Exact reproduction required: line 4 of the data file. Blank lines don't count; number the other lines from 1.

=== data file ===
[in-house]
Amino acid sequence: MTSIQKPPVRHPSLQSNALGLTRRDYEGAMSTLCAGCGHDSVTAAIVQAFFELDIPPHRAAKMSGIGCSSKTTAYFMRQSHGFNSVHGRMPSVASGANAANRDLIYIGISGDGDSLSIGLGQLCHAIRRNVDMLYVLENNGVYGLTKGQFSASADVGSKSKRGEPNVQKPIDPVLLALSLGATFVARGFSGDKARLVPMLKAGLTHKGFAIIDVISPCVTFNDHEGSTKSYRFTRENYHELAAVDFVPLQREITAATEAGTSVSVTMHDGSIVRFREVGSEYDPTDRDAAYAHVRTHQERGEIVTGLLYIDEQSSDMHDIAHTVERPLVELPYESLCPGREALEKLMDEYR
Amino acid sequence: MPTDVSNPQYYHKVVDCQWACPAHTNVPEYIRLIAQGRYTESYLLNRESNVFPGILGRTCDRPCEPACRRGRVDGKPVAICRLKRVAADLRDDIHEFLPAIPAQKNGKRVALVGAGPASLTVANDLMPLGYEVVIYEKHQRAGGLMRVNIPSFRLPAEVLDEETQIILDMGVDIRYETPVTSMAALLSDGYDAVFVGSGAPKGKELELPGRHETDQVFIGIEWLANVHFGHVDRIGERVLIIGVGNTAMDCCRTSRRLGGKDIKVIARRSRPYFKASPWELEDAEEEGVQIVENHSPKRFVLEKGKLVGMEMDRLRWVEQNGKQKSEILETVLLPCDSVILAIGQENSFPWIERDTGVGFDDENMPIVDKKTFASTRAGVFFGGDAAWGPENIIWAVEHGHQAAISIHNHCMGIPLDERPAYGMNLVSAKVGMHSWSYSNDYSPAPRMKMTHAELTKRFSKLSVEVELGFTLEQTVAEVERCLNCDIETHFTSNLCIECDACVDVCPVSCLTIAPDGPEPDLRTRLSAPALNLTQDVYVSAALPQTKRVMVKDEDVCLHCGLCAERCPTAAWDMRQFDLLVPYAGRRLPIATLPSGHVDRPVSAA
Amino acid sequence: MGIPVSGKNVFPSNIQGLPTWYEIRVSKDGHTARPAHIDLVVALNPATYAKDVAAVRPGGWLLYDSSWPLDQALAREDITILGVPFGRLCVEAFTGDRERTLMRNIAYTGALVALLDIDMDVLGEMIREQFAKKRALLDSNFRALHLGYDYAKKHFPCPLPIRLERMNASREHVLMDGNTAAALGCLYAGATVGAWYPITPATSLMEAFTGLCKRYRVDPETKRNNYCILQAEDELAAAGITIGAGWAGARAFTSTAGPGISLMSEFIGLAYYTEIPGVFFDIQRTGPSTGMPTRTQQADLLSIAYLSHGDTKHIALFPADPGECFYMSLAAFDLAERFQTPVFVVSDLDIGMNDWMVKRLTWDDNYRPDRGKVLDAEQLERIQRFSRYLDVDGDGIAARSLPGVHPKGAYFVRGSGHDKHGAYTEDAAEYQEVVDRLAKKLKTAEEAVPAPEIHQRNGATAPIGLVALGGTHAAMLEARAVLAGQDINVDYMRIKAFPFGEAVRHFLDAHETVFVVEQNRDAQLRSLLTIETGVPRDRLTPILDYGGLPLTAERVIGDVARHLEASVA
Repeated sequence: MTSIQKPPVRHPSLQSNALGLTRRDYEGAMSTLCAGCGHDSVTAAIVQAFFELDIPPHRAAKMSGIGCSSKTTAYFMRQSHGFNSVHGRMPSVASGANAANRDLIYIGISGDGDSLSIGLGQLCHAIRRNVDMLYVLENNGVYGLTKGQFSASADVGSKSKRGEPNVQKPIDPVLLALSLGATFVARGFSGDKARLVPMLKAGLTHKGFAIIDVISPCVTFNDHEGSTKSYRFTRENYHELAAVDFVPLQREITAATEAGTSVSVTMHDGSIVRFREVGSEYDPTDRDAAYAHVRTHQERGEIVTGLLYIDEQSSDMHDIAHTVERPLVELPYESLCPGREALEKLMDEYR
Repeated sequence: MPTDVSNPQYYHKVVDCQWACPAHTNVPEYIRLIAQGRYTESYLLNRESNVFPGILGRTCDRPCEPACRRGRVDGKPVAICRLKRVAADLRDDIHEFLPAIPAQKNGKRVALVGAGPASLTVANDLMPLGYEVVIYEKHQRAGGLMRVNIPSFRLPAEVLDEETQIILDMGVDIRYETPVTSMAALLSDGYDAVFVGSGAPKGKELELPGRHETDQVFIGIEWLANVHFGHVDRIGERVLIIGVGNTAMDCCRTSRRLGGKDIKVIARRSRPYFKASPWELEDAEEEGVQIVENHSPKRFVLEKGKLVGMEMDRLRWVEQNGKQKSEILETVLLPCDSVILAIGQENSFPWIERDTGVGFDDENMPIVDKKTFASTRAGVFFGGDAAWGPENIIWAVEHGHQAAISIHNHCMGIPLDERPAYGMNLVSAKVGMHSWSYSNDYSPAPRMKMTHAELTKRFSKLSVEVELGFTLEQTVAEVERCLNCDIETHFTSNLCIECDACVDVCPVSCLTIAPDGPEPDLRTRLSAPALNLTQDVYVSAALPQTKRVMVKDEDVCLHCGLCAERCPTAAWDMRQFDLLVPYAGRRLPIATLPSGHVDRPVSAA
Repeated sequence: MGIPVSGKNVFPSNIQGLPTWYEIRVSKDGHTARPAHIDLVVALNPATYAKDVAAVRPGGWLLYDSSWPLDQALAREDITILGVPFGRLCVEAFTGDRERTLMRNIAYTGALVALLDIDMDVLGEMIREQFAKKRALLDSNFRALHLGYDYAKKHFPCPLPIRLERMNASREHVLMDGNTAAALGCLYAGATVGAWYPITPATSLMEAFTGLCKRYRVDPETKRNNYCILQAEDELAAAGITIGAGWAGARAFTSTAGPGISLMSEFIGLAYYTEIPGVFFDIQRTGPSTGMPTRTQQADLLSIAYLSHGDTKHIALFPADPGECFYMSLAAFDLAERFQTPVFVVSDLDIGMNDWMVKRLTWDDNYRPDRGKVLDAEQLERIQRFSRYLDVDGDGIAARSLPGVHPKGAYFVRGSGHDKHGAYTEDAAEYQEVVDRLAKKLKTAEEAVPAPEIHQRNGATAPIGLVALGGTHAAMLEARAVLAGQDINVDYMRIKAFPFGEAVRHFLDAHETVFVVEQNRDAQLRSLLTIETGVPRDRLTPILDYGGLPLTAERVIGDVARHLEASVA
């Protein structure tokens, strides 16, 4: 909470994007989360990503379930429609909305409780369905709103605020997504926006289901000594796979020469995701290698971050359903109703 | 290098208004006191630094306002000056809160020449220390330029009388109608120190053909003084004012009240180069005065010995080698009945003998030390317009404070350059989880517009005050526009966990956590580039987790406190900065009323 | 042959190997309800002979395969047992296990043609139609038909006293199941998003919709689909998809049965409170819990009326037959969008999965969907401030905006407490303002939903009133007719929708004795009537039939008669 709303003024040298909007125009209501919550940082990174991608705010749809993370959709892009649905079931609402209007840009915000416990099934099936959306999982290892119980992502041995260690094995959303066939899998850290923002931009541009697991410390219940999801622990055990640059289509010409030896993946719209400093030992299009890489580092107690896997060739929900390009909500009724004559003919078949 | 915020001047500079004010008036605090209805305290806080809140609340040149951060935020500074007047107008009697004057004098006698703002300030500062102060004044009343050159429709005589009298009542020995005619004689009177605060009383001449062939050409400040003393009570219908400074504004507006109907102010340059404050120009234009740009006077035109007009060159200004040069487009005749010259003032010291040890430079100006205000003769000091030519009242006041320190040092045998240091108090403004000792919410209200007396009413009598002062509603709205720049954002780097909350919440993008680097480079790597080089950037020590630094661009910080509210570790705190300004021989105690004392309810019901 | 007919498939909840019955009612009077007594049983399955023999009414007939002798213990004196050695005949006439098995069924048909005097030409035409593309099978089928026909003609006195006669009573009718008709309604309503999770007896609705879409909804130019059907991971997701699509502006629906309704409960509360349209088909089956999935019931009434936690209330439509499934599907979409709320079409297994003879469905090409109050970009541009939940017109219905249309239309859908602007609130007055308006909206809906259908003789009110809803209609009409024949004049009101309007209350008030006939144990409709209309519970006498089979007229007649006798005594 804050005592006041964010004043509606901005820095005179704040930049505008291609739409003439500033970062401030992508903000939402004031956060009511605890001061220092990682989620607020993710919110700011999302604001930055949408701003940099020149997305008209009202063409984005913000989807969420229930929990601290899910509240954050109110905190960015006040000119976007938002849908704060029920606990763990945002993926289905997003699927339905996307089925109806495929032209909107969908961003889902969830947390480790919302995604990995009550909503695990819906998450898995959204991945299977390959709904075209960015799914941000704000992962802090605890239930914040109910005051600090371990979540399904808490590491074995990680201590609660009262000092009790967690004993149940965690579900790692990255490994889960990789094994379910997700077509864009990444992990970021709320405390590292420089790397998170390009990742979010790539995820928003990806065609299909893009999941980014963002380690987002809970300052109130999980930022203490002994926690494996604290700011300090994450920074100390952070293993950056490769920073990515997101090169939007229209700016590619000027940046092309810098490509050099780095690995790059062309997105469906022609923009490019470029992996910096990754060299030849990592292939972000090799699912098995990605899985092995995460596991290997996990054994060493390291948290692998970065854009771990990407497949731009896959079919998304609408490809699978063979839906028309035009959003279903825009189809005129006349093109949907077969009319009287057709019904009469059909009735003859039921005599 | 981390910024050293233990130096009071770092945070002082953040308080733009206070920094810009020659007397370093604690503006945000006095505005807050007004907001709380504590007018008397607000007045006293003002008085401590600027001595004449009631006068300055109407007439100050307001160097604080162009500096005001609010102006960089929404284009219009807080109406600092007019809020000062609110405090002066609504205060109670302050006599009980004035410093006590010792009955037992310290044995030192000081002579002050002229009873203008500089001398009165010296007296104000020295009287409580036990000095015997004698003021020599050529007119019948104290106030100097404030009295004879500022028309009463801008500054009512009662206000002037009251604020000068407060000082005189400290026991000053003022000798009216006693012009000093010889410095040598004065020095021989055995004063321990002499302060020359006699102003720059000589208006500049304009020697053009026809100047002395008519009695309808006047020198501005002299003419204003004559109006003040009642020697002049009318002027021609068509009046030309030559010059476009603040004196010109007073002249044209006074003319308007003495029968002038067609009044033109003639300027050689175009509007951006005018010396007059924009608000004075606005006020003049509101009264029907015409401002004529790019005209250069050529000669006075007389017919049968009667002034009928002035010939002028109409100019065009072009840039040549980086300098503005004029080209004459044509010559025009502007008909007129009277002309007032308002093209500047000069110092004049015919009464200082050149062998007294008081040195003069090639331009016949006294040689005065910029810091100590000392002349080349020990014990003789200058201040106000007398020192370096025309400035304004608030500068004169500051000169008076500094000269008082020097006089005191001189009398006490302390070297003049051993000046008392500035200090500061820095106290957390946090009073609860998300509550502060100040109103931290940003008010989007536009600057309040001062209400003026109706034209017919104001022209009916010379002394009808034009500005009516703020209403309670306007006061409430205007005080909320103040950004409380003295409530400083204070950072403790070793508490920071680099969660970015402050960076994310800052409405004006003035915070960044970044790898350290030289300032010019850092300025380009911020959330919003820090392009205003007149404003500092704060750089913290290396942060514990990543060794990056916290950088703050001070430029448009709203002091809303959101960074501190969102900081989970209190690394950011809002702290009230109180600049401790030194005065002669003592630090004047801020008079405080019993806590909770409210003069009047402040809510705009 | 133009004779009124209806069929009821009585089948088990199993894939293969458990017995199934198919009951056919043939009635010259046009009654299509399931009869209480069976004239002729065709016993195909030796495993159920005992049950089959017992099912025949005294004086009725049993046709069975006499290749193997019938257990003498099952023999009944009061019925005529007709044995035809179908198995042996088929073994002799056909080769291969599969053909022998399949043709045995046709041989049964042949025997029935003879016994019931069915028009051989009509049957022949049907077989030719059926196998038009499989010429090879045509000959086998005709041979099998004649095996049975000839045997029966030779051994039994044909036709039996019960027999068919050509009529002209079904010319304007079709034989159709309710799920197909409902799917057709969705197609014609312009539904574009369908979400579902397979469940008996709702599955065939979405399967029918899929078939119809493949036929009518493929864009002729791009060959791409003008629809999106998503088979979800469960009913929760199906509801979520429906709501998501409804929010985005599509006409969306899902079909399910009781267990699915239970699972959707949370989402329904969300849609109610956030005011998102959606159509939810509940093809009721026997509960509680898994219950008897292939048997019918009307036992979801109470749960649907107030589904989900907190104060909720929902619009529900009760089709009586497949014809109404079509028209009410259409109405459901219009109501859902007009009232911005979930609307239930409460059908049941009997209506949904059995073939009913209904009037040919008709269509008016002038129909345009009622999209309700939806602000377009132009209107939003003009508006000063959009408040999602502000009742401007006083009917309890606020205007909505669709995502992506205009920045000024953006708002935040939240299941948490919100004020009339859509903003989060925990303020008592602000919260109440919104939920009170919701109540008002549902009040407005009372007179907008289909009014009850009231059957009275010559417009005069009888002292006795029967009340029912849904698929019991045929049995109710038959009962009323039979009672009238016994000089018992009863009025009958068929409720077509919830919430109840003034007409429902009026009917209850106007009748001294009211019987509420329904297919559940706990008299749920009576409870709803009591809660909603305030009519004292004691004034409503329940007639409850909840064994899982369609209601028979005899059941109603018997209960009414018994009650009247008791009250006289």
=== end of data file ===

Amino acid sequence: MGIPVSGKNVFPSNIQGLPTWYEIRVSKDGHTARPAHIDLVVALNPATYAKDVAAVRPGGWLLYDSSWPLDQALAREDITILGVPFGRLCVEAFTGDRERTLMRNIAYTGALVALLDIDMDVLGEMIREQFAKKRALLDSNFRALHLGYDYAKKHFPCPLPIRLERMNASREHVLMDGNTAAALGCLYAGATVGAWYPITPATSLMEAFTGLCKRYRVDPETKRNNYCILQAEDELAAAGITIGAGWAGARAFTSTAGPGISLMSEFIGLAYYTEIPGVFFDIQRTGPSTGMPTRTQQADLLSIAYLSHGDTKHIALFPADPGECFYMSLAAFDLAERFQTPVFVVSDLDIGMNDWMVKRLTWDDNYRPDRGKVLDAEQLERIQRFSRYLDVDGDGIAARSLPGVHPKGAYFVRGSGHDKHGAYTEDAAEYQEVVDRLAKKLKTAEEAVPAPEIHQRNGATAPIGLVALGGTHAAMLEARAVLAGQDINVDYMRIKAFPFGEAVRHFLDAHETVFVVEQNRDAQLRSLLTIETGVPRDRLTPILDYGGLPLTAERVIGDVARHLEASVA